Sakık questioned over killings of 33 soldiers

December 25, 2009, Friday/ 18:37:00
Prosecutors investigating Ergenekon, a clandestine gang charged with plotting to overthrow the government, have questioned the former second-highest official in the Kurdistan Workers’ Party (PKK) about the deaths of 33 soldiers in Bingöl 16 years ago.

The jailed leader of the outlawed PKK, Abdullah Öcalan, claimed last week that the killings of several Turkish soldiers in eastern Bingöl in 1993 were the work of a former PKK leader who had received orders from Ergenekon. His words came at a time when the case has been reopened under the Ergenekon investigation.

Öcalan discussed the killings of 33 Turkish soldiers in Bingöl in 1993 with his lawyers, who quoted him as saying that the killings were plotted by Şemdin Sakık upon an order from the Ergenekon criminal network.

According to reports yesterday, Ergenekon Chief Prosecutor Zekeriya Öz and two other prosecutors went to the Diyarbakır Prison, where the PKK’s former number two Şemdin Sakık is being held, questioning him about Öcalan’s accusations. Sakık said the orders to stage the attack were given by Öcalan himself. The meeting was confirmed by Sakık’s lawyer Aydın Altaç, who told the Taraf daily: “My client gave information to the prosecutors on the Bingöl incident and on other murders. He said the links behind the events in 1993 and beyond should be thoroughly investigated.” The lawyer said the negligence of commanders played a role in the Bingöl incident, noting that it was an attempt to sabotage a truce in place at the time. Earlier in the investigation, a soldier who survived the attack had testified to the prosecution.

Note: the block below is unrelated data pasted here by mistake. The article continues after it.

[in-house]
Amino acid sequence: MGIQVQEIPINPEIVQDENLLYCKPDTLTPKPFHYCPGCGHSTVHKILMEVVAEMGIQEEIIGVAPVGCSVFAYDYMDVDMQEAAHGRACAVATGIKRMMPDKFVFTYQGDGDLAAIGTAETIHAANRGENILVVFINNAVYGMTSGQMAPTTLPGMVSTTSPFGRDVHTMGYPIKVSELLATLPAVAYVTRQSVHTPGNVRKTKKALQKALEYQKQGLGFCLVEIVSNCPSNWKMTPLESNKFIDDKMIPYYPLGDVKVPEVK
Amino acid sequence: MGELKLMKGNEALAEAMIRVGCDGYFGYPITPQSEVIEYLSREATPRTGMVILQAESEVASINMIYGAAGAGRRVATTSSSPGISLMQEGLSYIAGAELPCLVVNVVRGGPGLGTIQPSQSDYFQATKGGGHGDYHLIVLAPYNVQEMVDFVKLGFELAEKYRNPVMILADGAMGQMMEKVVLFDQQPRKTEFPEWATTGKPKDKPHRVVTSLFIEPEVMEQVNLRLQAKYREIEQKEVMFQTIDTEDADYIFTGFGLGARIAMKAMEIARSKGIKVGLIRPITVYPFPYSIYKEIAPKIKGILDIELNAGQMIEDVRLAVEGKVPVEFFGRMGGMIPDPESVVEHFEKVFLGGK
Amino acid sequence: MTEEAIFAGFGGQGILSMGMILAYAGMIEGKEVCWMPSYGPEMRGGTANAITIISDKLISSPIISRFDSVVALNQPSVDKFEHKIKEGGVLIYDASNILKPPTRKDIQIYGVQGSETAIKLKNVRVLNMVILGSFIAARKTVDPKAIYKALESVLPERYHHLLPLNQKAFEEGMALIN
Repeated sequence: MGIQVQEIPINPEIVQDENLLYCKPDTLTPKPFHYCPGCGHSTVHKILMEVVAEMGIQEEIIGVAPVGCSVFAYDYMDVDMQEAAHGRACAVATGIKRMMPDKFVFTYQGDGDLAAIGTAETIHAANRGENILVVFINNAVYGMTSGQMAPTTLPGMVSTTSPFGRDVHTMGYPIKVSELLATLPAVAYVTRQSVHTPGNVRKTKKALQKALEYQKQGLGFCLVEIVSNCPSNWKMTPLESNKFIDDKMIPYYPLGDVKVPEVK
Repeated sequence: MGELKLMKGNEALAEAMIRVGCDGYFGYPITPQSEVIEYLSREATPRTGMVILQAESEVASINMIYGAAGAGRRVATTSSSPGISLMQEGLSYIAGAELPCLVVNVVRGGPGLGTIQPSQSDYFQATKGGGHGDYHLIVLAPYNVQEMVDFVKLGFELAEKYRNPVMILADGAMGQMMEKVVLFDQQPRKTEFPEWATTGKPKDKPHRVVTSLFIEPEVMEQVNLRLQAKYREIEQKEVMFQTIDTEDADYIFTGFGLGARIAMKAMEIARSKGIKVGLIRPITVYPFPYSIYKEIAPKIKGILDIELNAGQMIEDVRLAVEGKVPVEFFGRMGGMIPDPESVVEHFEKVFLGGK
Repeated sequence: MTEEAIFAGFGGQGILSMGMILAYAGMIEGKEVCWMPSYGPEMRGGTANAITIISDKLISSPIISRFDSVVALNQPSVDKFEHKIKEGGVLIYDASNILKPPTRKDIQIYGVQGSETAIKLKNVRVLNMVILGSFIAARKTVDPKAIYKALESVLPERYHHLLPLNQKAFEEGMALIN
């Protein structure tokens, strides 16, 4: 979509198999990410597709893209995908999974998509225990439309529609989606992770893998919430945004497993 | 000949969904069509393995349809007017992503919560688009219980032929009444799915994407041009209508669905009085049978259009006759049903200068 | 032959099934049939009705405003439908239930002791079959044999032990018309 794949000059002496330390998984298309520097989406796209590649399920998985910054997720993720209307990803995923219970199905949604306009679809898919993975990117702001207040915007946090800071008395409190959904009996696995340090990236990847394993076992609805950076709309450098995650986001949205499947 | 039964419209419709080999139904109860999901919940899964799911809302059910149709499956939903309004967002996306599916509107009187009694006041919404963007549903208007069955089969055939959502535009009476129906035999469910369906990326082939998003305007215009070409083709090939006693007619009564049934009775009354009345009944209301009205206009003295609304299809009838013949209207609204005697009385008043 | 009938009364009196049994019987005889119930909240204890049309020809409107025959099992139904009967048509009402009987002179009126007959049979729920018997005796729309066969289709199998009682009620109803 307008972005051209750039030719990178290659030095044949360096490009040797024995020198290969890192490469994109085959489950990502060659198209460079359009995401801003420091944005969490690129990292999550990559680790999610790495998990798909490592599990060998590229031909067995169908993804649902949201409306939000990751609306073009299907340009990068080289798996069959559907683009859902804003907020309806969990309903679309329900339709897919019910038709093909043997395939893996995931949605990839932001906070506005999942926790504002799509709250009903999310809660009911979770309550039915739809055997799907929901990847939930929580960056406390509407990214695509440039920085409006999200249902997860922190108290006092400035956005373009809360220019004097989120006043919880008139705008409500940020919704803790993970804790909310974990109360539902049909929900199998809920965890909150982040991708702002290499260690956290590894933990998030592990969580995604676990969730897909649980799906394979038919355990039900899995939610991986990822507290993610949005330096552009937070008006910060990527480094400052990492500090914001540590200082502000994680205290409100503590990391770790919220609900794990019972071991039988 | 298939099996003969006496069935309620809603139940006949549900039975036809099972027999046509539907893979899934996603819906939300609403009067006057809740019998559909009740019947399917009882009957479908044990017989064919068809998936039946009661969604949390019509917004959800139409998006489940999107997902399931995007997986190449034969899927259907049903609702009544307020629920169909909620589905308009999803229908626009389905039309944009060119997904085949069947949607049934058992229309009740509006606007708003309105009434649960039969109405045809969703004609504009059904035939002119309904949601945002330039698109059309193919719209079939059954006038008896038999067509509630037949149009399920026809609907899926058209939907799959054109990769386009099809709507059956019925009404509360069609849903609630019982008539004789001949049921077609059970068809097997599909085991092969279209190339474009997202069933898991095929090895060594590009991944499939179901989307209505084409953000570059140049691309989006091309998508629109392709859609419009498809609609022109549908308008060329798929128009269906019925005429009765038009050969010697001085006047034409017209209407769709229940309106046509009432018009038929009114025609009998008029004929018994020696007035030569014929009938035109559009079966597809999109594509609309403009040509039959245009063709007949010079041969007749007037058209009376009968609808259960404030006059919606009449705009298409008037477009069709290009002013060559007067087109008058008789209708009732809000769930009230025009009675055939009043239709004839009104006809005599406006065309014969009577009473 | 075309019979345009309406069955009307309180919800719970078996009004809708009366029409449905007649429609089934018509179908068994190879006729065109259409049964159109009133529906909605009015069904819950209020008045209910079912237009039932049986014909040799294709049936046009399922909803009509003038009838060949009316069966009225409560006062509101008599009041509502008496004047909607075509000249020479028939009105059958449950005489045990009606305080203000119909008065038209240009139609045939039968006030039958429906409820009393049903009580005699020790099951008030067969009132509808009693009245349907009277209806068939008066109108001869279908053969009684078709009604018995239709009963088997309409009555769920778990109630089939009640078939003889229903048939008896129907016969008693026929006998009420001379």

Öcalan’s statements

Last week Öcalan, speaking about the Bingöl incident, reportedly told his lawyers: “I don’t understand why Sakık did such a thing. Each time I asked him about the incident, he gave different responses. I don’t mean to imply that Sakık had direct links with Ergenekon, but he was definitely used by the group.” Öcalan also said he would tell all he knew about the killings provided that a commission is established to investigate the incident. “If a commission is established, light will be shed on similar events. State courts cannot conduct investigations into such incidents. There should be jurists, academic or politicians on the commission. In this way, the public can decide who is right and who is wrong and who wanted the best course for Turkey and who intended to harm it,” he stated.

Meanwhile, the 27th hearing in the second Ergenekon trial -- where charges in the second and third indictments into the case are being heard -- took place in the Silivri Prison. In yesterday’s trial, defendant Tuncay Özkan, a journalist and head of the New Party (YP), presented his defense statement. He criticized the prosecutors for including too many details about his personal life in court proceedings. “How can you try my entire life? Do you have the authority? Do you have the energy? Do you have the brains or the power for that?” he asked, addressing the prosecution.

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